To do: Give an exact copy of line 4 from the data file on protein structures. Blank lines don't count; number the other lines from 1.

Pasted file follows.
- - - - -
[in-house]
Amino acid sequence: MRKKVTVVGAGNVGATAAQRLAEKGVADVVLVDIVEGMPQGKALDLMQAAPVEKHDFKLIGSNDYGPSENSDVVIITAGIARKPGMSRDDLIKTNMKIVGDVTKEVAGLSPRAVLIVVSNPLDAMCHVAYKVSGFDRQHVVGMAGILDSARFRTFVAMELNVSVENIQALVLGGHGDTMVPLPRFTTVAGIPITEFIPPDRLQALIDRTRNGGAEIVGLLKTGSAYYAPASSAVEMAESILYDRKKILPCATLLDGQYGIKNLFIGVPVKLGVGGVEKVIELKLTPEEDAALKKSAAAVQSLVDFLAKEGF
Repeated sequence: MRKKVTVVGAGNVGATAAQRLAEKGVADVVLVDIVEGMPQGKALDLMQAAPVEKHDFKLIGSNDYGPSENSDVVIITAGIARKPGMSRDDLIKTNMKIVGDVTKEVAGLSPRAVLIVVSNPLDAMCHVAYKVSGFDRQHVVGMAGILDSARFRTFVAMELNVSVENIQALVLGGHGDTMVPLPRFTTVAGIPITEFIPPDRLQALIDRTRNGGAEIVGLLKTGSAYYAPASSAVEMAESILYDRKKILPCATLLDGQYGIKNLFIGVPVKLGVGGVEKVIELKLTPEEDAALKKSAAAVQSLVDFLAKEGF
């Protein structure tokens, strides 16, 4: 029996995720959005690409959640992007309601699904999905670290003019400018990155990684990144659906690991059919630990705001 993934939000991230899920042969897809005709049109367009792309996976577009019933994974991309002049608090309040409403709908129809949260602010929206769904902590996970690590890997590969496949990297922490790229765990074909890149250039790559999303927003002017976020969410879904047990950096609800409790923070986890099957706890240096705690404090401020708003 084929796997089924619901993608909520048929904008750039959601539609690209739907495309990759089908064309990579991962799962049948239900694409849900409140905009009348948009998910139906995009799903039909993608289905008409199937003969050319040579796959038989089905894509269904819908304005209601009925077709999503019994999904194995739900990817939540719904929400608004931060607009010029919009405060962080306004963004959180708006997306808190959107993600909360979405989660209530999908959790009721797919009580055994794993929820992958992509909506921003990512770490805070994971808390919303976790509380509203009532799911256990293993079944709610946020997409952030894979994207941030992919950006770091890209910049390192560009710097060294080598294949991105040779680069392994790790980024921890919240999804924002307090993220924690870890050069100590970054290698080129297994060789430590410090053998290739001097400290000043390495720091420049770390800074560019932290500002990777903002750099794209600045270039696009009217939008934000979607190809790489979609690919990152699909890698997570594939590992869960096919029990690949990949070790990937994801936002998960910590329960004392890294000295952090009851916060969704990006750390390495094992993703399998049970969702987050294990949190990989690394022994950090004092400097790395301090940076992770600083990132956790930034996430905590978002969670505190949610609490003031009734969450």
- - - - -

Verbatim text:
């Protein structure tokens, strides 16, 4: 029996995720959005690409959640992007309601699904999905670290003019400018990155990684990144659906690991059919630990705001 993934939000991230899920042969897809005709049109367009792309996976577009019933994974991309002049608090309040409403709908129809949260602010929206769904902590996970690590890997590969496949990297922490790229765990074909890149250039790559999303927003002017976020969410879904047990950096609800409790923070986890099957706890240096705690404090401020708003 084929796997089924619901993608909520048929904008750039959601539609690209739907495309990759089908064309990579991962799962049948239900694409849900409140905009009348948009998910139906995009799903039909993608289905008409199937003969050319040579796959038989089905894509269904819908304005209601009925077709999503019994999904194995739900990817939540719904929400608004931060607009010029919009405060962080306004963004959180708006997306808190959107993600909360979405989660209530999908959790009721797919009580055994794993929820992958992509909506921003990512770490805070994971808390919303976790509380509203009532799911256990293993079944709610946020997409952030894979994207941030992919950006770091890209910049390192560009710097060294080598294949991105040779680069392994790790980024921890919240999804924002307090993220924690870890050069100590970054290698080129297994060789430590410090053998290739001097400290000043390495720091420049770390800074560019932290500002990777903002750099794209600045270039696009009217939008934000979607190809790489979609690919990152699909890698997570594939590992869960096919029990690949990949070790990937994801936002998960910590329960004392890294000295952090009851916060969704990006750390390495094992993703399998049970969702987050294990949190990989690394022994950090004092400097790395301090940076992770600083990132956790930034996430905590978002969670505190949610609490003031009734969450």